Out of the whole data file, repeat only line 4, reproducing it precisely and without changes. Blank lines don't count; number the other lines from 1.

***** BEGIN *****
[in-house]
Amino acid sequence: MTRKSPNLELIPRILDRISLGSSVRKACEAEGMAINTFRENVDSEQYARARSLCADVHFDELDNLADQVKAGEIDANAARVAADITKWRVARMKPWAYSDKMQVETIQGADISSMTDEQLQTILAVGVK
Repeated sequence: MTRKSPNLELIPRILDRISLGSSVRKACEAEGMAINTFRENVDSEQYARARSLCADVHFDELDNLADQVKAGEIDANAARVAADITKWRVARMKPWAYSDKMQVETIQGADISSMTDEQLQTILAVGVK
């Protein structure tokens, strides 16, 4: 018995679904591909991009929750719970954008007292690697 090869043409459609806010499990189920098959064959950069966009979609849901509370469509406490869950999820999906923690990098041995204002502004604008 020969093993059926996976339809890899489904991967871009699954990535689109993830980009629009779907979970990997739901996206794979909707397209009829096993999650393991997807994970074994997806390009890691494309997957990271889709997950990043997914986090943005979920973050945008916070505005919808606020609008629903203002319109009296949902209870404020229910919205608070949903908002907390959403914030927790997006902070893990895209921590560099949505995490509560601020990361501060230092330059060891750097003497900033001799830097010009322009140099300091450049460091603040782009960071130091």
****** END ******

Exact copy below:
């Protein structure tokens, strides 16, 4: 018995679904591909991009929750719970954008007292690697 090869043409459609806010499990189920098959064959950069966009979609849901509370469509406490869950999820999906923690990098041995204002502004604008 020969093993059926996976339809890899489904991967871009699954990535689109993830980009629009779907979970990997739901996206794979909707397209009829096993999650393991997807994970074994997806390009890691494309997957990271889709997950990043997914986090943005979920973050945008916070505005919808606020609008629903203002319109009296949902209870404020229910919205608070949903908002907390959403914030927790997006902070893990895209921590560099949505995490509560601020990361501060230092330059060891750097003497900033001799830097010009322009140099300091450049460091603040782009960071130091």